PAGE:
Asbestos in Linoleum Floor: What Do I Do?

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While modern linoleum flooring does not have asbestos, older lineoleum flooring may.

Asbestos is a hazardous material that is present in some older linoleum flooring materials. It can cause lung cancer, mesothelioma, cancer of the larynx and ovaries and a health condition called asbestosis caused by fibrosis of the lungs. People with asbestosis can have debilitating breathing problems and a chronic cough, according to the American Cancer Society.


The use of asbestos in building materials such as insulation, rolled roofing, siding and floor tiles was common in the first half of the 20th century, and if you have an older home, it may be lurking in your floor tiles. Before you panic, it's important to realize that the best course of action may be to simply leave the tiles alone. When encased in floor tiles that are in good condition, asbestos is not in a friable state and can't become airborne, but that isn't true if the tiles are cracked or damaged.

If your floor tiles or sheet flooring are actually linoleum, you have less to worry about than if they are another material. While asbestos is useful as a binding agent in the manufacture of vinyl and rubber floor coverings, it isn't needed to make linoleum tiles or sheet flooring. However, you're not completely in the clear because asbestos was a common ingredient in the mastic used to hold these flooring materials to the subfloor.

What Makes Asbestos Dangerous

Asbestos is a class of minerals known as hydrous magnesium silicates, and it exists in more than one form. Chrysotile asbestos, the most common form, consists of spiral fibers, while amphibole asbestos fibers are long and needle-like. Asbestos fibers are fire resistant and durable, and they can be woven into fabric or incorporated with other fabrics and materials to make them stronger.

When inhaled, the extremely thin fibers can stick to the throat, windpipe and bronchi and may be cleared by coughing and eventually swallowed. Some of the fibers, however, can make it to the lungs, where they lodge in the pleura, or outer lung lining, and cause irritation that eventually leads to cancer and other illnesses.

Where You Might Find Asbestos in the Home

The use of asbestos has been common in multiple industries throughout history and especially during the 19th and early 20th century. Besides being included in floor tiles, sheet flooring and tile adhesive, some of the purposes for which it was used included:


  • Cement, plaster and drywall joint compound
  • Wall, pipe and electrical insulation
  • Rubber door gaskets
  • Ironing board covers and pot holders
  • Wall texturing

If your home was built before 1980, there's a good chance some of the materials used to build it contain asbestos. This doesn't necessarily put you at risk, however. As long as the asbestos is locked into the material and can't become airborne, you're probably safe.

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Asbestos in Linoleum and Vinyl Flooring

Because linoleum was invented long before vinyl, people often refer to both types of flooring as linoleum, but there's a big difference. Linoleum is an all-natural floor covering composed of dried linseed oil, wood dust, cork and jute, and it doesn't contain asbestos. Vinyl is a synthetic plastic, and manufacturers often included hefty amounts of asbestos for stability and fire resistance.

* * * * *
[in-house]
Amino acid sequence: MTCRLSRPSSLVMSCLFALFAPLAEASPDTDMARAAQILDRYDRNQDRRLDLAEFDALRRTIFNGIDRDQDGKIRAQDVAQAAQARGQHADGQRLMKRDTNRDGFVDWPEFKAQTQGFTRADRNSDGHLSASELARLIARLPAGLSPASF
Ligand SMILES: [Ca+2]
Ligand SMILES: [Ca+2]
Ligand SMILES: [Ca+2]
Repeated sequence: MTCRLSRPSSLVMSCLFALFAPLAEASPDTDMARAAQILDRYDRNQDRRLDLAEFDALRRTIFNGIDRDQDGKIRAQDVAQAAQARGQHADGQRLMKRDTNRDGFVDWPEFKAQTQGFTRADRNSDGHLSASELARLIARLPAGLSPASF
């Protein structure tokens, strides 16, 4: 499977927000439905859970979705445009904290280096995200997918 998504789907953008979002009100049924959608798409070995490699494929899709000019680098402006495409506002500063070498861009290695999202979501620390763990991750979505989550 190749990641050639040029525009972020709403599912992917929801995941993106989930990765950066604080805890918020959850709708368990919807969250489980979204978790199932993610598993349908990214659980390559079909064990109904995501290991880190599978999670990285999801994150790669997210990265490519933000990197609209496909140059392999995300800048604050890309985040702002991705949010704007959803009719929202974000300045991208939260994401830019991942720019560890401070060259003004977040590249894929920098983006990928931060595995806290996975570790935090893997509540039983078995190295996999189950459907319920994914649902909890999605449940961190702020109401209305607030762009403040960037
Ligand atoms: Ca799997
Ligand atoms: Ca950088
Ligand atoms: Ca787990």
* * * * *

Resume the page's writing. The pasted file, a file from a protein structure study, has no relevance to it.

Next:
One Armstrong World Industries vinyl resilient sheet flooring product thought to have been installed in 1967 was tested in a lab and found to contain 70 percent asbestos. Such products, some sold under the brand name Solarian, were installed as recently as 1980, long after governmental restrictions on asbestos were initiated.

You can tell the difference between linoleum and vinyl by looking at the pattern. A vinyl pattern is obviously embossed on the surface, whereas a linoleum pattern extends all the way through the material, giving the flooring material a translucent depth. The type of pattern is often a dead giveaway. Linoleum patterns are often floral or geometric, but they are usually more basic than vinyl patterns due to the fact that they are created by pigmentation and not by embossing.

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Modern linoleum flooring is attractive and asbestos-free

Is Removal Necessary?

Asbestos-containing materials can exist in one of two states: friable and nonfriable. Nonfriable materials are those in which the asbestos is locked and cannot become airborne. Resilient flooring is a nonfriable asbestos-containing material as long as it's in good condition, and as such, no immediate action is necessary.


The safest course of action is to leave the nonfriable flooring intact because any attempt to cut, scrape or otherwise remove it turns it into friable asbestos, a hazardous material. If possible, cover it with another layer of flooring. Laminate flooring or luxury vinyl tiles are two good options because they float on the existing floor and don't need to be glued or nailed.

Many older resilient floors have cracks, cuts and other damage. If the floor is true linoleum, damage does not present a danger of asbestos inhalation unless it extends all the way to the subfloor and exposes the mastic, which may contain asbestos. Older vinyl or rubber floors that are damaged are a different story because the tiles can release asbestos, so they need to be removed.